Justice as Mutual Advantage and the Vulnerable
Since at least as long ago as Plato's time, philosophers have considered the possibility that justice is at bottom a system of rules that members of society follow for mutual advantage. Some maintain that justice as mutual advantage is a fatally flawed theory of justice because it is too exclusive. Proponents of a Vulnerability Objection argue that justice as mutual advantage would deny the most vulnerable members of society any of the protections and other benefits of justice. I argue that the Vulnerability Objection presupposes that in a justice-as-mutual-advantage society only those who can and do contribute to the cooperative surplus of benefits that compliance with justice creates are owed any share of these benefits. I argue that justice as mutual advantage need not include such a Contribution Requirement. I show by example that a justice-as-mutual-advantage society can extend the benefits of justice to all its members, including the vulnerable who cannot contribute. I close by arguing that if one does not presuppose a Contribution Requirement, then a justice-as-mutual-advantage society might require its members to extend the benefits of justice to humans that some maintain are not persons (for example, embryos) and to certain nonhuman creatures. I conclude that the real problem for defenders of justice as mutual advantage is that this theory of justice threatens to be too inclusive.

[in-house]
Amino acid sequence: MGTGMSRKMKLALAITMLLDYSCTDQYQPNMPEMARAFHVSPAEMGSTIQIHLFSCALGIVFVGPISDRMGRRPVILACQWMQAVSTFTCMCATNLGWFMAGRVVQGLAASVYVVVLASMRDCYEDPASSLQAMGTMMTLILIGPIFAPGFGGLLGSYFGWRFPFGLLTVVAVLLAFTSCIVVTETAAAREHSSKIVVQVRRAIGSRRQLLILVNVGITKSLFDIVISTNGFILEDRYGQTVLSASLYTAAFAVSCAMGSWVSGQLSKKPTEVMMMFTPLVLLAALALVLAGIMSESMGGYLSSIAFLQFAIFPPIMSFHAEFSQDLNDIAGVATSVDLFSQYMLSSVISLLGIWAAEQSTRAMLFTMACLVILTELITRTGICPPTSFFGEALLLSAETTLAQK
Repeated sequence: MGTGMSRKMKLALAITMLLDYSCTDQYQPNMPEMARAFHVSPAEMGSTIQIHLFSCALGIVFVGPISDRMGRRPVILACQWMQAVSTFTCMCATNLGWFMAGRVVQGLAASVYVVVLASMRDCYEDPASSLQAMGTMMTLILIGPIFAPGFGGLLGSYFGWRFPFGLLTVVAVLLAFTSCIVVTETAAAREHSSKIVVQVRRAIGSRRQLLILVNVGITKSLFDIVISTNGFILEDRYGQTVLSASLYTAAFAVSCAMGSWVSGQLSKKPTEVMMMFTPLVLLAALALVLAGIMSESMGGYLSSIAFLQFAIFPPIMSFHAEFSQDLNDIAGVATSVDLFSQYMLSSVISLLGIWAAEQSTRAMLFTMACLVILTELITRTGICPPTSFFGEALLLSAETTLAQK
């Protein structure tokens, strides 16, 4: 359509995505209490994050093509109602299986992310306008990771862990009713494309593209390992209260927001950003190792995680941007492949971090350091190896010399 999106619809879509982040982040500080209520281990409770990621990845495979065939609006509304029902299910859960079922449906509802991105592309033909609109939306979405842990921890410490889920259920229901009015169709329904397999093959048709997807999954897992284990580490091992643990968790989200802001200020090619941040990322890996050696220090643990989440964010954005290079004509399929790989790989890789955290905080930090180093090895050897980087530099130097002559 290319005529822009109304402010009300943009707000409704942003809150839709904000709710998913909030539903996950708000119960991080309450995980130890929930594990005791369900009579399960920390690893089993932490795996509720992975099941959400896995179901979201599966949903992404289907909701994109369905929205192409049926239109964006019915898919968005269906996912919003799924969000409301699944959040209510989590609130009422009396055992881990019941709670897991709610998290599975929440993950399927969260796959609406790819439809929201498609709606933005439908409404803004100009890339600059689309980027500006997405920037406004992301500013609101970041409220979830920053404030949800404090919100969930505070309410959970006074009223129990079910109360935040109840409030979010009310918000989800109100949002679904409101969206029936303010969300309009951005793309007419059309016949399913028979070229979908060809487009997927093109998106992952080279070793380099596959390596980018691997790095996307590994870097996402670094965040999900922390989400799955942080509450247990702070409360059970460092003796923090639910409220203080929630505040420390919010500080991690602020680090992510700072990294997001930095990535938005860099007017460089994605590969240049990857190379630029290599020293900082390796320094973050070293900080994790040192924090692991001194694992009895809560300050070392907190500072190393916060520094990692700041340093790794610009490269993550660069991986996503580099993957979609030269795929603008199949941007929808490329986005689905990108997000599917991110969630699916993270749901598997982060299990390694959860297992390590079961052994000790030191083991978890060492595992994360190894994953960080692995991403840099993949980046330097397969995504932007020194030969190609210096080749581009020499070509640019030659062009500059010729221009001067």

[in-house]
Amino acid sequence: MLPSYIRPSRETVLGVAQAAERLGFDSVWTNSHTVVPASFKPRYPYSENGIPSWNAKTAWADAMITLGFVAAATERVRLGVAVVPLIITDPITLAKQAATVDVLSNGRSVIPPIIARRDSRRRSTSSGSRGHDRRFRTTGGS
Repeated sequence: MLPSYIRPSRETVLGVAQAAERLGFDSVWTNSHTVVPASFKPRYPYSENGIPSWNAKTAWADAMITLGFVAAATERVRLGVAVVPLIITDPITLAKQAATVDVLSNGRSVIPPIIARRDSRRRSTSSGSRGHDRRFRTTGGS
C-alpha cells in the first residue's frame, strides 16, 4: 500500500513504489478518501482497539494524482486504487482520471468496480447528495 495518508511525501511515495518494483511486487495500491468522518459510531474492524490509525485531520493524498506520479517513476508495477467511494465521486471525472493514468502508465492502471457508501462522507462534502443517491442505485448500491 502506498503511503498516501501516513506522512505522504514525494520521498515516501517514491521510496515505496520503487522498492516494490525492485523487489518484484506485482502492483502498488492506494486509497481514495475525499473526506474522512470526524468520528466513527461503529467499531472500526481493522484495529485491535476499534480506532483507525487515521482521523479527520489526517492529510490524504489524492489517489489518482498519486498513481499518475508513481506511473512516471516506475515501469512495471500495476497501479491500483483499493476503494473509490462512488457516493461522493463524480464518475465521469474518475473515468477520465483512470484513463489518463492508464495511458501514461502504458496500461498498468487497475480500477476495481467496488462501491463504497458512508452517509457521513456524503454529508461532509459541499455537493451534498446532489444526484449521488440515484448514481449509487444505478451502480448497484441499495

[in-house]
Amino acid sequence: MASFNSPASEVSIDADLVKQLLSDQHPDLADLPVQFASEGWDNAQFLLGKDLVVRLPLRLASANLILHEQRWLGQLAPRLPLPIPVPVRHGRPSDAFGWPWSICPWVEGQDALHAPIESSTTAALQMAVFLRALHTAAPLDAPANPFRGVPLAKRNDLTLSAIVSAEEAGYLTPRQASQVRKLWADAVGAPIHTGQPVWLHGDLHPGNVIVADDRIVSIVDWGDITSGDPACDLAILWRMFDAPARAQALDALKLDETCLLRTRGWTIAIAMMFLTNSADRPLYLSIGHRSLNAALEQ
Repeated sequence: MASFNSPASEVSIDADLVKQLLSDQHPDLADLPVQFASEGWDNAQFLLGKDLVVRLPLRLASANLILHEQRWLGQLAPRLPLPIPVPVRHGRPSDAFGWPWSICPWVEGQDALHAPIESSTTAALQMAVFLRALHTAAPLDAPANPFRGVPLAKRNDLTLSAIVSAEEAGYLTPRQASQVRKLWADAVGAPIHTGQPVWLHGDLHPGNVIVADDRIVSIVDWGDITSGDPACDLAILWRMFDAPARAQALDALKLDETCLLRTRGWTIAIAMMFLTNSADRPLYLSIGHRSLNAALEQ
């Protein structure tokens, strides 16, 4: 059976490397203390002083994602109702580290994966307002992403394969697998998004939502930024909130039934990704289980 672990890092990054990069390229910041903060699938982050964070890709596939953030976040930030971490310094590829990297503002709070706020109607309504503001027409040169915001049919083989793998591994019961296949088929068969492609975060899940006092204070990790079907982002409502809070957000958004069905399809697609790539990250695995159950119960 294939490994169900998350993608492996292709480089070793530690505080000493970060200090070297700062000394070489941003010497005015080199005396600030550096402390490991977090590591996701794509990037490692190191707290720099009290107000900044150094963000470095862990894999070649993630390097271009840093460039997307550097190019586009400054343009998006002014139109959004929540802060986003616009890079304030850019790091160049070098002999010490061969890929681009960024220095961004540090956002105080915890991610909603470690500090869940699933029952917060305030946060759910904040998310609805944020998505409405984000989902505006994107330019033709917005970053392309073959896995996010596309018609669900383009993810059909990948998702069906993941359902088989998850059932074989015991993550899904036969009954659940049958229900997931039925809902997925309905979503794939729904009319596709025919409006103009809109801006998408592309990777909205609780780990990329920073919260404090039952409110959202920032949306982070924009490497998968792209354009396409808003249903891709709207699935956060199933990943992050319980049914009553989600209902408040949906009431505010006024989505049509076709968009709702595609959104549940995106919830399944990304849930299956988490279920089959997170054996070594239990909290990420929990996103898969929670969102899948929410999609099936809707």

When requesting a correction, please mention this item's handle: RePEc:sae:pophec:v:10:y:2011:i:2:p:119-147. See general information about how to correct material in RePEc.
For technical questions regarding this item, or to correct its authors, title, abstract, bibliographic or download information, contact: (SAGE Publishing)
If references are entirely missing, you can add them using this form.